Defining Your Focus and Using Models in Practice

by | Aug 31, 2020 | 0 comments

5 min read

You cannot change your destination overnight, but you can change your direction overnight.

~ Tony Robbins

Organizational change management is something that great leaders must master to be successful. The infographic below, 12 Common Types of Organizational Change, is a powerful visual that clearly demonstrates the complexities of change and how well-versed leaders understand, navigate, implement, manage, and lead change.

Regardless of the type of change we seek, it is always a process. The six step process that we created for leaders subscribes to the idea that change should be transformational, even disruptive, as our guest, 2017 NASSP Digital Principal of the Year, Jethro Jones, described. The challenge is actually leading the change so that it makes the desired difference. School cultures and norms are very powerful and can unintentionally absorb the initiative and reduce it to what the community can handle, limiting its impact. Too often change initiatives are so incremental that they don’t make a dent in the current culture of “what we’ve always done.” 

This is why the 5th step in our process is so vital, which is the development of a Defined Focus. Once we know the proven research-based methods that best support our effort, we need to narrow them down to only a few or we’ll end up overwhelming our people and overburdening the system, which does the opposite of creating change by putting stressed out people in a position to defend the status quo. This refined approach in having a defined focus increases the likelihood of the change being embraced and,ultimately, having success in creating new outcomes. 

Consider our current reality in education with many schools starting the 2020-2021 school year in a remote learning environment. Teaching remotely is a difficult skill to master and requires not only a keen understanding of the tenets of effective virtual teaching and learning, but also understanding how to use technology well and the associated platforms.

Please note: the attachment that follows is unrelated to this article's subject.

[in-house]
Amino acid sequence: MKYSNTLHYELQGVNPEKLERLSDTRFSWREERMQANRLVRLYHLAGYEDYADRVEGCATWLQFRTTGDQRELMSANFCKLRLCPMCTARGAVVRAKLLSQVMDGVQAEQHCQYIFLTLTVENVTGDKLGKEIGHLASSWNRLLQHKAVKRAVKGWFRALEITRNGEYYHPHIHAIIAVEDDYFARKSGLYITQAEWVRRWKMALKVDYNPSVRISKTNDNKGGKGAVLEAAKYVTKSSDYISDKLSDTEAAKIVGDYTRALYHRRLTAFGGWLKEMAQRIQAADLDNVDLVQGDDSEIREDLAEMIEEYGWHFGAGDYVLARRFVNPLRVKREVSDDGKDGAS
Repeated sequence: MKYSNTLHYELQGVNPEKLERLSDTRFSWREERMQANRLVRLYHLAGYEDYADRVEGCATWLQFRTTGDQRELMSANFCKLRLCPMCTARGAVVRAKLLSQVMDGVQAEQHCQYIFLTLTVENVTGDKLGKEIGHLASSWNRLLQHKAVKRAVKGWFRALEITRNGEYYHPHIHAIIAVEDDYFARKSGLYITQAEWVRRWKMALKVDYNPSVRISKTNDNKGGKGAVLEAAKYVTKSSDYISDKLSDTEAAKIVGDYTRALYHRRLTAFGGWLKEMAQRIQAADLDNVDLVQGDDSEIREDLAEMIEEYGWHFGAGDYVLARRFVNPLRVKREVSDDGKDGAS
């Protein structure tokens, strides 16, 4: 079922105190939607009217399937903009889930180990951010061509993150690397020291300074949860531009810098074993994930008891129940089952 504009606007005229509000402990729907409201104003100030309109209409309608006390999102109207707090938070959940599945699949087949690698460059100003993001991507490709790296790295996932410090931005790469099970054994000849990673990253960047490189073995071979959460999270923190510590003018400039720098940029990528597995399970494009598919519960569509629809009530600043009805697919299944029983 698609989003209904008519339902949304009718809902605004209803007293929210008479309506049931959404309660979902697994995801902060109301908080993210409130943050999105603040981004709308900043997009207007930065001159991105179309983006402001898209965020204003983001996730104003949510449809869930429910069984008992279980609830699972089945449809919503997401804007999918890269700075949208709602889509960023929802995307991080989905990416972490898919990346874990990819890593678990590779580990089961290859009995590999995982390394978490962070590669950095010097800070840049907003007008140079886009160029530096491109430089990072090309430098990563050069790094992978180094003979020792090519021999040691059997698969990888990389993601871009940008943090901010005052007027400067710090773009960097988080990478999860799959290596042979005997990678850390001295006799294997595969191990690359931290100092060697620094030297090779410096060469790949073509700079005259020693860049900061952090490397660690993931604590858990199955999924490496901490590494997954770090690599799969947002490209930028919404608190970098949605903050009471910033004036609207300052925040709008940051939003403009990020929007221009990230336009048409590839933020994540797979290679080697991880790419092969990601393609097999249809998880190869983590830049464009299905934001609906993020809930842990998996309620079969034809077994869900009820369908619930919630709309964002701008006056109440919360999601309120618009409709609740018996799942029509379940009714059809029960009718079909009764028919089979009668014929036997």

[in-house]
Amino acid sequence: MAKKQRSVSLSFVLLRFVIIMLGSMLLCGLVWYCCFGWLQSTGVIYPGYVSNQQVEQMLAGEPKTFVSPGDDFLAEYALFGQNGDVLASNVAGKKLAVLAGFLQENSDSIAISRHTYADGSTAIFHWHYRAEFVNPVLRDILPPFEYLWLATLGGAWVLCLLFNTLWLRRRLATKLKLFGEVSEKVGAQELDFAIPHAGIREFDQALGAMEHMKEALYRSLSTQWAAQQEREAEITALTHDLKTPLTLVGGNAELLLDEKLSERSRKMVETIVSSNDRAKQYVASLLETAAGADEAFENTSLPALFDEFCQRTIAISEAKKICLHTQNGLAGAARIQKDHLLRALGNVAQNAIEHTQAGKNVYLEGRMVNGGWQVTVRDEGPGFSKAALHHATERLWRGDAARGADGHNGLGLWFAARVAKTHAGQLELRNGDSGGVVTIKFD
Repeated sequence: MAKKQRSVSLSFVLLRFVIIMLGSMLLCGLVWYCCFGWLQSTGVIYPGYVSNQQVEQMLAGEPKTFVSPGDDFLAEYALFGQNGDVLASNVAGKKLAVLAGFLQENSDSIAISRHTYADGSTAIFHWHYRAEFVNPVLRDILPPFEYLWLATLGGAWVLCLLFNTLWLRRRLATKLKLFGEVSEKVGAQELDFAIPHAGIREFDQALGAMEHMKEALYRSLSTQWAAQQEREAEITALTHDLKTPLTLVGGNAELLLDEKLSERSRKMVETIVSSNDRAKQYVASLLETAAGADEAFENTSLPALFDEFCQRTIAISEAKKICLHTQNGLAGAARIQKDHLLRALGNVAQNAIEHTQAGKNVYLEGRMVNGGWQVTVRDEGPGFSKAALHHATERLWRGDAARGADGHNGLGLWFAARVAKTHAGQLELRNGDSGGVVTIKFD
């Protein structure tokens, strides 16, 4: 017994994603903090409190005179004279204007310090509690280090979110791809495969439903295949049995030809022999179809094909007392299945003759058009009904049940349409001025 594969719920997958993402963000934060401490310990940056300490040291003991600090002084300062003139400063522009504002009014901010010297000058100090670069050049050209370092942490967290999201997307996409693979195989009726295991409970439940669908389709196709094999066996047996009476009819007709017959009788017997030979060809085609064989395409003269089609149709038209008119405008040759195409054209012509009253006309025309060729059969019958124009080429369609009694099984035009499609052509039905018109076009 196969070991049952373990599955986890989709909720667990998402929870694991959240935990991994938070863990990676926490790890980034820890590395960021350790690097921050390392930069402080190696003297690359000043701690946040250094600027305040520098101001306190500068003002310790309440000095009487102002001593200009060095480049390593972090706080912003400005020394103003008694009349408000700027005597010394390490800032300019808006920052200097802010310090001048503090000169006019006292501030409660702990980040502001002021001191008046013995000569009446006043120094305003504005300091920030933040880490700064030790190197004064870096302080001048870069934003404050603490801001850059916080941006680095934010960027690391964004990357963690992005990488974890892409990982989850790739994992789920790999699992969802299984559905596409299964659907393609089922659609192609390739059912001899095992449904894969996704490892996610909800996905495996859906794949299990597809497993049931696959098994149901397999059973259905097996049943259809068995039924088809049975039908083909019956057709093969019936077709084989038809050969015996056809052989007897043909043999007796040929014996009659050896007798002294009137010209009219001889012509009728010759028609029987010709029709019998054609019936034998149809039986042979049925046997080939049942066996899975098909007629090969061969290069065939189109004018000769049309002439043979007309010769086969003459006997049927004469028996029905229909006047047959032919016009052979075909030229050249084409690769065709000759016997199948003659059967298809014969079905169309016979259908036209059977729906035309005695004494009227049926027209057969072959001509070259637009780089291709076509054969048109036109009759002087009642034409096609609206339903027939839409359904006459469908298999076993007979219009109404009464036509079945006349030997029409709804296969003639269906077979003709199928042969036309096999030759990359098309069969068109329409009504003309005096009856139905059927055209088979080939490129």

Let’s imagine a school that willingly embarked on instructional transformation last year by deciding to use highly effective strategies, like jigsaw, on a routine basis to improve student achievement. This same school is now faced with learning how to teach in a remote learning environment with very little experience. Early change efforts can easily be dismantled, but leading the change process effectively combines new efforts with the old. The focus now shifts to how to do jigsaw activities virtually. The teachers don’t have to determine what new strategies to use because of the virtual environment, but rather how to implement best practices, in this case the jigsaw, in an online scenario. This takes the idea of the Defined Focus to what people need to be able to actuate that focus on in practice: Solid Models. 

Well vetted models accelerate learning. Continuing with our jigsaw example, there are a ton of resources to support its use, but in this instance we look no further than the work of Catlin Tucker.

Not only does she describe how to use the jigsaw effectively in an online environment, she also provides a jigsaw activity template. This becomes the model for both students and teachers to implement with success. Take the following challenge to ensure that your change initiative has the defined focus that it needs, including the models that support the focus in practice. 

  1. Reflect: Take time to reflect on a recent change initiative. Is there a defined focus filtered down to a few key practices that best support the work? If so, fantastic. Move to #2. If not, spend time narrowing down to a few focus strategies so that your efforts truly make an impact.
  2. Identify: Identify models that support the focus strategies and share them with the expectation that they will reinforce the specific elements of the desired change. Do not reinvent the wheel but do give proper attribution.
  3. Do: Don’t just communicate the models and share them widely. Of course, that’s important. It’s critical that leaders model the models. Use them in meetings and other online environments to demonstrate their usage. Show, don’t just tell.  

Take a look at the questions in the grid below to ensure that your change initiative is following the six-step process on your way to a new future that’s aligned to the vision you have as a leader. Reach out if you need support: We love to hear from you. 

Joe & T.J.

PS — If you have a topic you want us to cover or need recommendations on books to read in a particular area of leadership, just send us a tweet or email. 


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